OPEC sees a gradual recovery in oil demand as the deal closes Business and Economy News

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OPEC’s latest oil demand forecast fits into a plan for it and its allies to increase oil supply and fresh prices, which are close to their highest levels in two years and mig.

OPEC expects a gradual recovery in demand for crude oil this year and next, as the group closes an agreement to reactivate production still closed since the pandemic.

The need for supplies from the Organization of Petroleum Exporting Countries will continue to increase, remaining well above the group’s current production and exceeding pre-virus levels during the second half of 2022. But it will go through a pause in the first quarter that could see the global market return to surplus, the group said.

“Looking ahead to 2022, risks and uncertainties are emerging and require careful monitoring to ensure the recovery from the Covid-19 pandemic,” OPEC said in its monthly report, which contained the first detailed estimates for the next year.

The mixed outlook is in line with the plans of OPEC and its allies (yet to be ratified) to gently restore the huge amounts of production they still have offline in monthly tranches of 400,000 barrels a day. Before this roadmap can be approved, the group must first resolve a dispute between the United Arab Emirates and Saudi Arabia.

The two countries have made progress in resolving a dispute over what the UAE says is an unfairly low production limit. If they can overcome the bitter stalemate, the coalition can proceed to restart idle barrels.

International oil prices are trading near their highest level in 2 1/2 years, at about $ 74 a barrel in London, while fuel consumption is roaring again in the US and China with the lifting of blockades. Still, crude oil remains volatile amid threats from coronavirus variants and fears that OPEC’s internal shock could erode its cohesion.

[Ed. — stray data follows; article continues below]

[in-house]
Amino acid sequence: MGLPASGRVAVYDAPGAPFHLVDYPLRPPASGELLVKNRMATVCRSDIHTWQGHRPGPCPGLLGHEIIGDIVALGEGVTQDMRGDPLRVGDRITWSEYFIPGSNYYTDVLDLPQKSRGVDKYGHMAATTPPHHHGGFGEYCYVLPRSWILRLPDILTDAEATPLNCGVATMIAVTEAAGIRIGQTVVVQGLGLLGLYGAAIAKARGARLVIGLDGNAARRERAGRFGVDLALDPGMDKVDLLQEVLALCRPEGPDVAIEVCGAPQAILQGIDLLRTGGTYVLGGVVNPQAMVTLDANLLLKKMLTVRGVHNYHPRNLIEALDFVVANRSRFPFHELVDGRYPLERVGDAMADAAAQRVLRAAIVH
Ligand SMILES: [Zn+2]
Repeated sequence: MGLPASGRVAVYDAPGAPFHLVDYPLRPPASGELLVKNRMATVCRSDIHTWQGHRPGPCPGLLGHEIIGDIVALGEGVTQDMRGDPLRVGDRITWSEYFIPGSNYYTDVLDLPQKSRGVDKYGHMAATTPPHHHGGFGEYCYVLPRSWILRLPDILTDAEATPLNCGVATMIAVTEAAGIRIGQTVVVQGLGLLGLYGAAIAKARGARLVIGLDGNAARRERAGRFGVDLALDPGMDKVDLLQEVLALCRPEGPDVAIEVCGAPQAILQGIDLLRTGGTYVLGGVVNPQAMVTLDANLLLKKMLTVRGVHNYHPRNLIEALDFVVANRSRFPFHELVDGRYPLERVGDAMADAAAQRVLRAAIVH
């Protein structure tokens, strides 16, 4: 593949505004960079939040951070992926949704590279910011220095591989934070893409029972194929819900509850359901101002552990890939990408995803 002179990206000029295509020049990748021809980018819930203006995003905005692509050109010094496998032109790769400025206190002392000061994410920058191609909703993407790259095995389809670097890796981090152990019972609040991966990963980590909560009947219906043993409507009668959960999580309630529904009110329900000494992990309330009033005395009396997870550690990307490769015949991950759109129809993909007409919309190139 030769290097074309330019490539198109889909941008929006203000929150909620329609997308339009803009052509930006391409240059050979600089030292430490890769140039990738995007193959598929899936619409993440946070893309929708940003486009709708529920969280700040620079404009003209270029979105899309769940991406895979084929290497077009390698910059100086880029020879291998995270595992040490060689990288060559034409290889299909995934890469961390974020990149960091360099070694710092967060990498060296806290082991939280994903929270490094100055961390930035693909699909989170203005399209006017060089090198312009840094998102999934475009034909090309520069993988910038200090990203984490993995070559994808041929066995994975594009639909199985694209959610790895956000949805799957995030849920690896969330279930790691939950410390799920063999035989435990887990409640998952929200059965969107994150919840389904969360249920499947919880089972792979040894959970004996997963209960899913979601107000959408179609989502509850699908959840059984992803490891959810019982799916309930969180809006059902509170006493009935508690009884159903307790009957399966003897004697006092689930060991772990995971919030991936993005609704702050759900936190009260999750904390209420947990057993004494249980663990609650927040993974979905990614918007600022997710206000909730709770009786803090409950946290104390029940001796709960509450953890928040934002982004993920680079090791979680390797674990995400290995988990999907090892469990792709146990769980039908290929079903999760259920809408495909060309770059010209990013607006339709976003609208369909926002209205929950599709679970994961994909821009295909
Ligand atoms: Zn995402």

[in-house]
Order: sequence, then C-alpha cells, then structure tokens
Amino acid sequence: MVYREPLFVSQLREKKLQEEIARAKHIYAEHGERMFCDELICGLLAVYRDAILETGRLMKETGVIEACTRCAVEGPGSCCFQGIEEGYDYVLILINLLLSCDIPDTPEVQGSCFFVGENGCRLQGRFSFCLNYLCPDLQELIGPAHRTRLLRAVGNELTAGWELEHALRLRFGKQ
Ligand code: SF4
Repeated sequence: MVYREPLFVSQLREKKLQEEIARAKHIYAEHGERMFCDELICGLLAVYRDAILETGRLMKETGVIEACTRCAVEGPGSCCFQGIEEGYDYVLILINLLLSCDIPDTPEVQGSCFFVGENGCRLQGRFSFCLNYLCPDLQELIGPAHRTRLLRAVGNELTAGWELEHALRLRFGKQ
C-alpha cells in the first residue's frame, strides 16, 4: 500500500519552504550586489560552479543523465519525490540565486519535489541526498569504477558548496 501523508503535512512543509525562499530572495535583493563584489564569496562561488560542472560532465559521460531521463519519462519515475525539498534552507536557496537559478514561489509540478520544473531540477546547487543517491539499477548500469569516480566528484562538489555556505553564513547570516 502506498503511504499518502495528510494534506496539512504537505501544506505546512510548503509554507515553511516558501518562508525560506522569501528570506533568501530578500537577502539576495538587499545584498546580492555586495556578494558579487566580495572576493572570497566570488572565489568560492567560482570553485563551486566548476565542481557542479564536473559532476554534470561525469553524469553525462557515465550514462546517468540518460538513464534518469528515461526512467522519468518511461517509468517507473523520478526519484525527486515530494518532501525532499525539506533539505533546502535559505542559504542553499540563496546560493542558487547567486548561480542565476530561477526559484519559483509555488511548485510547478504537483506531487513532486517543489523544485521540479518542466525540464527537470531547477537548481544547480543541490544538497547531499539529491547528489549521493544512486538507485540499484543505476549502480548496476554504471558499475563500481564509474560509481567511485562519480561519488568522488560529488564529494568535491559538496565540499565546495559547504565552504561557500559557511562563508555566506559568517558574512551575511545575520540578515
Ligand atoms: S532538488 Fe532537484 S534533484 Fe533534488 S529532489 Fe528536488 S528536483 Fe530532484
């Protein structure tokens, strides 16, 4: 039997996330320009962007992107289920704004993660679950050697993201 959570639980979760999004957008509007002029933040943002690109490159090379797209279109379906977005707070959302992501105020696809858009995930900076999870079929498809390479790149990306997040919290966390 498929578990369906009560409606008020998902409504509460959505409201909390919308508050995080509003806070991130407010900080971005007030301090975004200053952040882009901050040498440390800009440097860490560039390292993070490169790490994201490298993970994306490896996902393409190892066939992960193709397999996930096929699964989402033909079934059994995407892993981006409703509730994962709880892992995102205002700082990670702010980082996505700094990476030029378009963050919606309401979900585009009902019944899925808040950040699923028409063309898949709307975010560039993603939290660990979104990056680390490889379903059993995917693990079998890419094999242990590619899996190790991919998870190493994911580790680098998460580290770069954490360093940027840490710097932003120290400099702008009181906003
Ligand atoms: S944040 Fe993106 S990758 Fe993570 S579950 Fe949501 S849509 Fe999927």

The analysis released on Thursday by the research department of the Vienna-based OPEC secretariat highlights why the cartel wants to move forward carefully and why Abu Dhabi’s insistence on increasing production was initially rejected.

OPEC predicts that global oil demand will increase by 3.3 million barrels per day in 2022, approximately 3.4%, and will exceed 100 million barrels per day in the third quarter for the first time since the coronavirus emerged. But before reaching this level, consumption will suffer a relapse in the first quarter, which will return to 97 million a day.

Much of the rise in demand will be met by the reactivation of supplies from OPEC rivals. Non-OPEC production will increase by 2.1 million barrels a day next year, or 3.3%, with about a third of growth coming from the cartel’s long-term competitor, the United States.

The organization’s demand for crude oil will exceed 30 million barrels per day during the second half of 2022, significantly above the 26 million it pumped in June. This should allow OPEC and its partners, which have already restored about 40% of the production cut during the pandemic, to produce at almost normal levels.

“The ongoing powerful stimulus measures and high savings rates in advanced economies are expected to lead to the release of accumulated demand in the second half of 2021, which will last until 2022,” he said. the organization.

However, in the first quarter of 2022, OPEC’s call for crude oil will fall to 26.4 million barrels a day, below the level that is likely to be pumped this month once the planned increases are made. The alliance’s interim plan to drip-feed the return of more barrels in the coming months will make that surplus even bigger.

This soft patch may help explain why Riyadh is pushing to ensure that the OPEC + agreement to restrict production continues beyond its April due date.





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